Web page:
Putting Indonesian tea on the map: From Bogor to Vegas

Iriana Ekasari, "Sila" tea brand's founder.
(Photo: Fakhri Hermansyah)

The invention of tea was a little like the discovery gravity. Or, at least, they seem to be linked by the same apocryphal story. A few hundred years ago when Isaac Newton was struck on the head by an apple, the gravitational penny is supposed to have dropped. Newton realized that the massive earth was pulling the little apple towards it. In China, 4,759 years ago, Chinese emperor Shennong was brewing up some boiling water. Accounts vary, but some leaves and twigs from his fire rising into the air, or dropping from a nearby tree, found their way into his pot and the rest, as they say, is history. He had a profound insight that would change the world. He invented tea.

Whether you think gravity or tea is more important depends how you view the world. Gravity is naturally occurring. Tea requires a maker. Perhaps that’s why those of us who like tea make such a fuss about it. It’s about civilization, stories and it tastes good.

Today the value of the global tea market is estimated at a little over USD 200 billion and is expected to rise to USD 318 billion dollars by 2025. The world’s major producers of tea are China, India, Kenya, Sri Lanka, Turkey and Indonesia. The common denominator linking these places is the tea plant: subtropical shrub camellia sinensis. The true extent of the medicinal qualities of this plant, first detected by Emperor Shennong almost 5000 years, ago are only just being revealed.

Gunung Salak from Bogor. (Photo: Ehamberg, CC BY-SA 3.0)

In search of Sila tea

In tea terms, Indonesia has its own, unique terroir. Around 100 km south of Jakarta, you’ll find the ancient city of Bogor. Located near the northern slopes of an extinct volcano, and known locally as Kota Hujan (rain city), this fertile, tropical location is perfect for growing tea. It is also the place where you will find Tea Headquarter – home of Sila – a uniquely Indonesian tea brand. From here the brand’s founder Iriana Ekasari and her business partner, at their tea house, Redha Ardias, blend, brew, present and educate the public about tea. Using their own brands as exemplifiers, they explore the qualities of Indonesian tea.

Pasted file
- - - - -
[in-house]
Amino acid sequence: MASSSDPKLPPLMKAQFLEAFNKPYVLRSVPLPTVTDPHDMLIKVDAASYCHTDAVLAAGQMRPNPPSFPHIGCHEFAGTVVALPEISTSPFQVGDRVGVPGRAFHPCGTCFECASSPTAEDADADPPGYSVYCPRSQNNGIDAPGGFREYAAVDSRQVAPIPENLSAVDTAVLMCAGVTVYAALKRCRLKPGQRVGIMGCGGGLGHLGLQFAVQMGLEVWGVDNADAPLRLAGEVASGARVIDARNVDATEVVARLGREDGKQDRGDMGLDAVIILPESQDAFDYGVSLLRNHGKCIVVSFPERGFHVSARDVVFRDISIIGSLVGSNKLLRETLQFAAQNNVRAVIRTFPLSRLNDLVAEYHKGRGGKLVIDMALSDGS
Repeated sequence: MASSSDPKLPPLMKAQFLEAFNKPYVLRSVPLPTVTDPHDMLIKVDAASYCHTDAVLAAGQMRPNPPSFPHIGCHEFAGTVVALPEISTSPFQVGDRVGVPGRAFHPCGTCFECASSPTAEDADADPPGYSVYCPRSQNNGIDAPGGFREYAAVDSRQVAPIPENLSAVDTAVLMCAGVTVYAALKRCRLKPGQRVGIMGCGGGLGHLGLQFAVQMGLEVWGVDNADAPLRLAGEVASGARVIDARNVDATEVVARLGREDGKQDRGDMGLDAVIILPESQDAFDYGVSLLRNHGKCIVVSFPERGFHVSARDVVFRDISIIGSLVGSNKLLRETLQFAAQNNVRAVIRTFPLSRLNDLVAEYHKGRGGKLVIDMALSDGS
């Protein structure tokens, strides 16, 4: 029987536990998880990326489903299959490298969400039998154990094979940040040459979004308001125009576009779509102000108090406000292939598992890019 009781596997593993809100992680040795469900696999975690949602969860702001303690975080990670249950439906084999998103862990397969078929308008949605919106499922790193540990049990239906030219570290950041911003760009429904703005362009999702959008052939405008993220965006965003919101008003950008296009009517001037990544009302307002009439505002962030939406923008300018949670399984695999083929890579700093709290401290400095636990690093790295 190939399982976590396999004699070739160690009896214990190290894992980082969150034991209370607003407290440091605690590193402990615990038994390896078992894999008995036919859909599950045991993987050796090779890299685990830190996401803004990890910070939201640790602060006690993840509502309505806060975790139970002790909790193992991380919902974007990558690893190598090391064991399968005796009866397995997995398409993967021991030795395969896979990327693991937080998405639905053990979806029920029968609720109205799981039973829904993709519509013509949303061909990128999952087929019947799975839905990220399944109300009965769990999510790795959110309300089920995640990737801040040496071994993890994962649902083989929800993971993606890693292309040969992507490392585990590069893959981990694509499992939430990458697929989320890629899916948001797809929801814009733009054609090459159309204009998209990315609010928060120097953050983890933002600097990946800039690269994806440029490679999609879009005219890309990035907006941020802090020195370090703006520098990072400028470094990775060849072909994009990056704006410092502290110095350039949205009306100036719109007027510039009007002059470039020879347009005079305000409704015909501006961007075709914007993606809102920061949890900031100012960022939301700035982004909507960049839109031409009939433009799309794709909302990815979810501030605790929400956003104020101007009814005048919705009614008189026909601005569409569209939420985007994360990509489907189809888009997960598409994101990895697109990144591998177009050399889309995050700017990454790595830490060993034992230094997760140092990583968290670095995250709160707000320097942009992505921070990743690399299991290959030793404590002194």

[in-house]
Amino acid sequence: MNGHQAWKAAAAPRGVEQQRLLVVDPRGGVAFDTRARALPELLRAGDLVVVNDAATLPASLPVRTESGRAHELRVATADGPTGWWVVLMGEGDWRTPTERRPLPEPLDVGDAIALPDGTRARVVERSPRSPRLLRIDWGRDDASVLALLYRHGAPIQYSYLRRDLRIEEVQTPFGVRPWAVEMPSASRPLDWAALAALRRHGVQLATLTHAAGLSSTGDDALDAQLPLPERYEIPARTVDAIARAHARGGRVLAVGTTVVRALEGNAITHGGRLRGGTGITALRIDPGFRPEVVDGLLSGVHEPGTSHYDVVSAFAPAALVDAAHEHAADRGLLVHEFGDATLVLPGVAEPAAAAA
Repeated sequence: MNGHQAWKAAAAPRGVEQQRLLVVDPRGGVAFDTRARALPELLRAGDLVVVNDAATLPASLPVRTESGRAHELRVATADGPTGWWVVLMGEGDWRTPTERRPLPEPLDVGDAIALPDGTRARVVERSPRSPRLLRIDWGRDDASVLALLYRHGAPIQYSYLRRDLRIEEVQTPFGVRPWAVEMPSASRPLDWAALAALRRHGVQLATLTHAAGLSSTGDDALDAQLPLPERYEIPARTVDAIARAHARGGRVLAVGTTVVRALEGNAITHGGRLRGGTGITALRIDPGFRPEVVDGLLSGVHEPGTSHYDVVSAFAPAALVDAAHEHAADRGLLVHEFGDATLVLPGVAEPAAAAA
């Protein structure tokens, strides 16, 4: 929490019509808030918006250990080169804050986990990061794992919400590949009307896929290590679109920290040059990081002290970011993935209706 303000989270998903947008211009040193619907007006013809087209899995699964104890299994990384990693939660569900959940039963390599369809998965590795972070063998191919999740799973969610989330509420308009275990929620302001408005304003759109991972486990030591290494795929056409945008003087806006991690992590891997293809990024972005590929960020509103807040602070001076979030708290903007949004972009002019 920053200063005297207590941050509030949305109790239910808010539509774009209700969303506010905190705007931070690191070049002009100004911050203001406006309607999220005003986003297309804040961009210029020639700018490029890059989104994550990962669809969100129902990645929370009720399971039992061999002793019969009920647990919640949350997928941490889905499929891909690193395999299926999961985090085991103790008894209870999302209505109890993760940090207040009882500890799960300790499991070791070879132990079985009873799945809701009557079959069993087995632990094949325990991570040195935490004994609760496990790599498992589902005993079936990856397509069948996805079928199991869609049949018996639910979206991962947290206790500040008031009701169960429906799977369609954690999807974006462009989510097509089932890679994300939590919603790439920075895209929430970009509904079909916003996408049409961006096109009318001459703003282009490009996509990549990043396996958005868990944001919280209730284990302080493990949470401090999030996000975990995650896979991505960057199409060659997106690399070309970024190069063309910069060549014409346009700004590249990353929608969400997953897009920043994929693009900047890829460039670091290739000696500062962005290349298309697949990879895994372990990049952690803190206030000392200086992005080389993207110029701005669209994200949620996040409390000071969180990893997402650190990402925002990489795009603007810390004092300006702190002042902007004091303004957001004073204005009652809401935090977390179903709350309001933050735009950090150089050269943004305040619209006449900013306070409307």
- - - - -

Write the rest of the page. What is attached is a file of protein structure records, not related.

Sila Tea Headquarter, Bogor, Indonesia. (Photos: Courtesy of Sila Tea Headquarter)

Value added

The Sila brand itself is being developed by Iriana Ekasari. In a presentation to her former university, Institut Pertanian Bogor (IPB), she points out that for agricultural production to make a bigger economic impact it must succeed “downstream”in the market place. Raw materials must be branded, IP protected and developed so that product, services and engagement with consumers are all combined into a valuable product. For Ms. Ekasari, the Sila tea brand is about adding value, developing products and enging the public with new products. “Our vision is to make Sila Tea the most sought-after tea in Indonesia and to be an amazing tea because of its quality. The aroma and high antioxidant content are the main attraction of this tea,” she says.

Sila Tea can accompany tea lovers in four moments, namely, Happy Peaceful Moment, Calm and Relax Moment, Pleasure Adventure Moment and Mountain Warmth Moment.

Global local

The Sila brand and tea shop are a great example of a small, sustainable business, transforming a locally made product from a common commodity into an asset of value. It is more than that. If Ms. Ekasari is right, she and her Sila brand have the capacity to capture the global public’s imagination. Ms. Ekasari knows Sila’s potential is not limited to the slopes of Gunung Salak. Tea appeals to a wide variety of consumers. “Traditional” drinkers from Europe and Asia consume it by the gallon. But new markets exploring its health and nutritional powers, its capacity to move into non-alcoholic soft drinks markets and, at a high end, its exclusive potential are developing. And as we have seen, the value of the global market is predicted to rise by 50 percent in the next 5 years. Ms. Ekasari’s insight into the importance of adding value to products where they are grown taps into the transformative process brand building can deliver.

World Tea Expo 2021

(Photo: Courtesy of Sila)

In 2021 Ms. Ekasari found herself showcasing the best of Indonesia’s tea production at the World Tea Expo in Las Vagas, Navada in the United States. This was her first international exhibition and interest shown in Sila tea suggests that her hunch is right. Sila tea, Indonesia tea at large, has the capacity to develop, to explore its heritage and terroir, to create spaces for enjoying tea and socializing. For Ms. Ekasari the most important point to take home from Nevada to Sila’s Tea Headquarter in Bogor was, as ever, an observation. The next piece of the brand building jigsaw (after creating the brand, taking it to market, adding services, a location, developing an identity and a community) is how to prepare for and win potential buyers, putting Tea Headquarter, Bogon and Indonesian Tea in front of consumers around the world. Given her track record, that will be the easy part.